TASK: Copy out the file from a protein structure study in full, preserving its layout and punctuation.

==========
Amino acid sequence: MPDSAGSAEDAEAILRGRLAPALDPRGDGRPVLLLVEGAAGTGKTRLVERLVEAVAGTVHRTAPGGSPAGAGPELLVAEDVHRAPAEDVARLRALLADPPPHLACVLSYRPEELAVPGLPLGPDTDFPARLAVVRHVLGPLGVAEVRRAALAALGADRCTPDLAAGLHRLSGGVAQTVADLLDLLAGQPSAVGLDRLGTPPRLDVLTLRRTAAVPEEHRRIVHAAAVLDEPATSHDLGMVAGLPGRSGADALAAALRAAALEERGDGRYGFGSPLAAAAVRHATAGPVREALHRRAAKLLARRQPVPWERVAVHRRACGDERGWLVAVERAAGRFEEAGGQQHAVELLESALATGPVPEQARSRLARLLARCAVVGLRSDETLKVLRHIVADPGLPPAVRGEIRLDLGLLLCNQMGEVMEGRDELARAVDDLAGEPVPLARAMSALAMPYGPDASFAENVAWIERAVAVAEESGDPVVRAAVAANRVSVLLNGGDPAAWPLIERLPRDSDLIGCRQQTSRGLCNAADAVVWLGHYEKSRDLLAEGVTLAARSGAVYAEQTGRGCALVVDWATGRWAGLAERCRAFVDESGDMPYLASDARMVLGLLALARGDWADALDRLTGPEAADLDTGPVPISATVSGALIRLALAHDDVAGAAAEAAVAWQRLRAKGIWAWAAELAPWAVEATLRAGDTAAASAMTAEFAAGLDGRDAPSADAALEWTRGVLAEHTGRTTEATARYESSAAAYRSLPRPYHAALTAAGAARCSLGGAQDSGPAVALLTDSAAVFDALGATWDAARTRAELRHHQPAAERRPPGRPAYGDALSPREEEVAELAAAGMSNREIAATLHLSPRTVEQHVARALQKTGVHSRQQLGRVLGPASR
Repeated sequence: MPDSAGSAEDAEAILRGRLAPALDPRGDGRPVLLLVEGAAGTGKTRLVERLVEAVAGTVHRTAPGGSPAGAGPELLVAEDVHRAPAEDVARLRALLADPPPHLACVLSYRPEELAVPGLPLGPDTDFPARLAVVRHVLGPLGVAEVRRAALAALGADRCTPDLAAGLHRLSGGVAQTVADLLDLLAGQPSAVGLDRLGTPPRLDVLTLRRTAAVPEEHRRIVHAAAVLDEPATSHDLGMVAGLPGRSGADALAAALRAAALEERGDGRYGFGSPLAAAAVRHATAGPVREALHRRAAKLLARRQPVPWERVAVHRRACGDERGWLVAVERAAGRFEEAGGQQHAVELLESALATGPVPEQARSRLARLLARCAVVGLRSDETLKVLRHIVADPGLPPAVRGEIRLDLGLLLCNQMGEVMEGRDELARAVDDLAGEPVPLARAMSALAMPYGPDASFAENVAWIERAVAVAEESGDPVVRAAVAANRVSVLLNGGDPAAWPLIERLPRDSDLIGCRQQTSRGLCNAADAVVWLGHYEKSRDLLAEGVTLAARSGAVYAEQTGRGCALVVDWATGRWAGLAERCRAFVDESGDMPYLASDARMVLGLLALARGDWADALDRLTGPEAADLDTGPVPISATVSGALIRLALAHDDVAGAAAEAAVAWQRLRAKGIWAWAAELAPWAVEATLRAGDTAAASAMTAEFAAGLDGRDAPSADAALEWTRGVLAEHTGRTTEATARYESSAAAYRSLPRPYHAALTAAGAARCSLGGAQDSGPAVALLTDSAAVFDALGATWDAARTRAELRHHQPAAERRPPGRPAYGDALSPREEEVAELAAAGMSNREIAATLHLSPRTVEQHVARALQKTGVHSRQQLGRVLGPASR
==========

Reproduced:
Amino acid sequence: MPDSAGSAEDAEAILRGRLAPALDPRGDGRPVLLLVEGAAGTGKTRLVERLVEAVAGTVHRTAPGGSPAGAGPELLVAEDVHRAPAEDVARLRALLADPPPHLACVLSYRPEELAVPGLPLGPDTDFPARLAVVRHVLGPLGVAEVRRAALAALGADRCTPDLAAGLHRLSGGVAQTVADLLDLLAGQPSAVGLDRLGTPPRLDVLTLRRTAAVPEEHRRIVHAAAVLDEPATSHDLGMVAGLPGRSGADALAAALRAAALEERGDGRYGFGSPLAAAAVRHATAGPVREALHRRAAKLLARRQPVPWERVAVHRRACGDERGWLVAVERAAGRFEEAGGQQHAVELLESALATGPVPEQARSRLARLLARCAVVGLRSDETLKVLRHIVADPGLPPAVRGEIRLDLGLLLCNQMGEVMEGRDELARAVDDLAGEPVPLARAMSALAMPYGPDASFAENVAWIERAVAVAEESGDPVVRAAVAANRVSVLLNGGDPAAWPLIERLPRDSDLIGCRQQTSRGLCNAADAVVWLGHYEKSRDLLAEGVTLAARSGAVYAEQTGRGCALVVDWATGRWAGLAERCRAFVDESGDMPYLASDARMVLGLLALARGDWADALDRLTGPEAADLDTGPVPISATVSGALIRLALAHDDVAGAAAEAAVAWQRLRAKGIWAWAAELAPWAVEATLRAGDTAAASAMTAEFAAGLDGRDAPSADAALEWTRGVLAEHTGRTTEATARYESSAAAYRSLPRPYHAALTAAGAARCSLGGAQDSGPAVALLTDSAAVFDALGATWDAARTRAELRHHQPAAERRPPGRPAYGDALSPREEEVAELAAAGMSNREIAATLHLSPRTVEQHVARALQKTGVHSRQQLGRVLGPASR
Repeated sequence: MPDSAGSAEDAEAILRGRLAPALDPRGDGRPVLLLVEGAAGTGKTRLVERLVEAVAGTVHRTAPGGSPAGAGPELLVAEDVHRAPAEDVARLRALLADPPPHLACVLSYRPEELAVPGLPLGPDTDFPARLAVVRHVLGPLGVAEVRRAALAALGADRCTPDLAAGLHRLSGGVAQTVADLLDLLAGQPSAVGLDRLGTPPRLDVLTLRRTAAVPEEHRRIVHAAAVLDEPATSHDLGMVAGLPGRSGADALAAALRAAALEERGDGRYGFGSPLAAAAVRHATAGPVREALHRRAAKLLARRQPVPWERVAVHRRACGDERGWLVAVERAAGRFEEAGGQQHAVELLESALATGPVPEQARSRLARLLARCAVVGLRSDETLKVLRHIVADPGLPPAVRGEIRLDLGLLLCNQMGEVMEGRDELARAVDDLAGEPVPLARAMSALAMPYGPDASFAENVAWIERAVAVAEESGDPVVRAAVAANRVSVLLNGGDPAAWPLIERLPRDSDLIGCRQQTSRGLCNAADAVVWLGHYEKSRDLLAEGVTLAARSGAVYAEQTGRGCALVVDWATGRWAGLAERCRAFVDESGDMPYLASDARMVLGLLALARGDWADALDRLTGPEAADLDTGPVPISATVSGALIRLALAHDDVAGAAAEAAVAWQRLRAKGIWAWAAELAPWAVEATLRAGDTAAASAMTAEFAAGLDGRDAPSADAALEWTRGVLAEHTGRTTEATARYESSAAAYRSLPRPYHAALTAAGAARCSLGGAQDSGPAVALLTDSAAVFDALGATWDAARTRAELRHHQPAAERRPPGRPAYGDALSPREEEVAELAAAGMSNREIAATLHLSPRTVEQHVARALQKTGVHSRQQLGRVLGPASR